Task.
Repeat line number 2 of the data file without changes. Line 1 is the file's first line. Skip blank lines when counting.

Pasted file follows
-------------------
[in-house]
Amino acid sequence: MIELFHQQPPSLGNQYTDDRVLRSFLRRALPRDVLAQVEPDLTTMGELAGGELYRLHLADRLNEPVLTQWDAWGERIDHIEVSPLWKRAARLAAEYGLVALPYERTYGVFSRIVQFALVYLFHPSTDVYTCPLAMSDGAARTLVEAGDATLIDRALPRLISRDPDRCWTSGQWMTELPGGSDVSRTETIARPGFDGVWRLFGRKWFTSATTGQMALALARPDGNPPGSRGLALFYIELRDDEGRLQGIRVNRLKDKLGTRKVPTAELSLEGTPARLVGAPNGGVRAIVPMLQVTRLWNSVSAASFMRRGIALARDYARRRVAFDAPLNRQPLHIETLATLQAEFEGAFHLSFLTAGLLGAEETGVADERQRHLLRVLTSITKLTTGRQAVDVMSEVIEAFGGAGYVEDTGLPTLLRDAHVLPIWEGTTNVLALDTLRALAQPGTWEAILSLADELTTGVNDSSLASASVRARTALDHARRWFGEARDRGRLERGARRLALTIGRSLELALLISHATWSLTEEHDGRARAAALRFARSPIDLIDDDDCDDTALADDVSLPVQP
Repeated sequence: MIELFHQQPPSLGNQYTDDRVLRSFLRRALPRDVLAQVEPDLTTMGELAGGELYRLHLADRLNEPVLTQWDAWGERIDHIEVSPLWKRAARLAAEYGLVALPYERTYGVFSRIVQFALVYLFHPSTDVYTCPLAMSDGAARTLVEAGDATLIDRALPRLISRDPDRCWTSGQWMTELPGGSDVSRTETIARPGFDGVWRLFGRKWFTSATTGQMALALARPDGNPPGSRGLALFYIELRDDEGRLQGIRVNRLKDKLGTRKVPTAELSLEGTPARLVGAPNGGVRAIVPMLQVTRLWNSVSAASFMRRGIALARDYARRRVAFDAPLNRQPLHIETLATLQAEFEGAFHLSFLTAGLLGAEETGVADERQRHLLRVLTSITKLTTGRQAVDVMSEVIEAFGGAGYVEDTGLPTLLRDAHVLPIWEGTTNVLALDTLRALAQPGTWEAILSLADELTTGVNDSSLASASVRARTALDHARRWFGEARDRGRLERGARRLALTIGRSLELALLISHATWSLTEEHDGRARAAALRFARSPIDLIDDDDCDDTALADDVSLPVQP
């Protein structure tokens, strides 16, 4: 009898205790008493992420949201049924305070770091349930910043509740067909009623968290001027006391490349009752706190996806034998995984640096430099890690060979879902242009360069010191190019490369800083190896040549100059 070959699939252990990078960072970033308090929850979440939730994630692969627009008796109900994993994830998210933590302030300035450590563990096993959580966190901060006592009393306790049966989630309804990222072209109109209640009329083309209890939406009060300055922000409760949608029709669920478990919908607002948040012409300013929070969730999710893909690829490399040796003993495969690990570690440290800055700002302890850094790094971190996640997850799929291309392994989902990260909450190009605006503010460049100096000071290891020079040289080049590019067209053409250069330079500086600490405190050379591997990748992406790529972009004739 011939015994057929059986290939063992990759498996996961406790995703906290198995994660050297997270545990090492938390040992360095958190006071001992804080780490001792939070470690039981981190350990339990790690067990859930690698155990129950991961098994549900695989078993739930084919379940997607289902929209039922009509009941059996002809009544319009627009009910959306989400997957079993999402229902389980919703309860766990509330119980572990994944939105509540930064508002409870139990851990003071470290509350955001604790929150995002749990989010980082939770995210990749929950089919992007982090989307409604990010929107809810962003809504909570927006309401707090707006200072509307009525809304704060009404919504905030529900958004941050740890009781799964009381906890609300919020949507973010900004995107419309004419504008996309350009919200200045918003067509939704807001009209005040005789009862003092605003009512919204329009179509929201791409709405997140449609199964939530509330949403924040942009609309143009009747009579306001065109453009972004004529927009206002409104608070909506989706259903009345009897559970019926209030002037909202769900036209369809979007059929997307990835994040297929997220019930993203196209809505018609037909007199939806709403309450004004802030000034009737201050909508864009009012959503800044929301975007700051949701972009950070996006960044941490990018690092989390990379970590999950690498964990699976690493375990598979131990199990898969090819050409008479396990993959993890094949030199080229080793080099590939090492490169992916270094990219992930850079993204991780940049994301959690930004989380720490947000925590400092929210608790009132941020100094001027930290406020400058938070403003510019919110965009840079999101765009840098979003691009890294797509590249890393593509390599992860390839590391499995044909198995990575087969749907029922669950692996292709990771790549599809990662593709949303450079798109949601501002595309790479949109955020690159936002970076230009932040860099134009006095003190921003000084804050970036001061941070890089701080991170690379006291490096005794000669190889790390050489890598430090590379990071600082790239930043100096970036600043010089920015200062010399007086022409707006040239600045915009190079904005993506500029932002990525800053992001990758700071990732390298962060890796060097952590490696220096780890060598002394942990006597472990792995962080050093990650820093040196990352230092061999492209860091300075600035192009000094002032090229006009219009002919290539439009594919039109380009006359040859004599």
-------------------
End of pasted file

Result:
Amino acid sequence: MIELFHQQPPSLGNQYTDDRVLRSFLRRALPRDVLAQVEPDLTTMGELAGGELYRLHLADRLNEPVLTQWDAWGERIDHIEVSPLWKRAARLAAEYGLVALPYERTYGVFSRIVQFALVYLFHPSTDVYTCPLAMSDGAARTLVEAGDATLIDRALPRLISRDPDRCWTSGQWMTELPGGSDVSRTETIARPGFDGVWRLFGRKWFTSATTGQMALALARPDGNPPGSRGLALFYIELRDDEGRLQGIRVNRLKDKLGTRKVPTAELSLEGTPARLVGAPNGGVRAIVPMLQVTRLWNSVSAASFMRRGIALARDYARRRVAFDAPLNRQPLHIETLATLQAEFEGAFHLSFLTAGLLGAEETGVADERQRHLLRVLTSITKLTTGRQAVDVMSEVIEAFGGAGYVEDTGLPTLLRDAHVLPIWEGTTNVLALDTLRALAQPGTWEAILSLADELTTGVNDSSLASASVRARTALDHARRWFGEARDRGRLERGARRLALTIGRSLELALLISHATWSLTEEHDGRARAAALRFARSPIDLIDDDDCDDTALADDVSLPVQP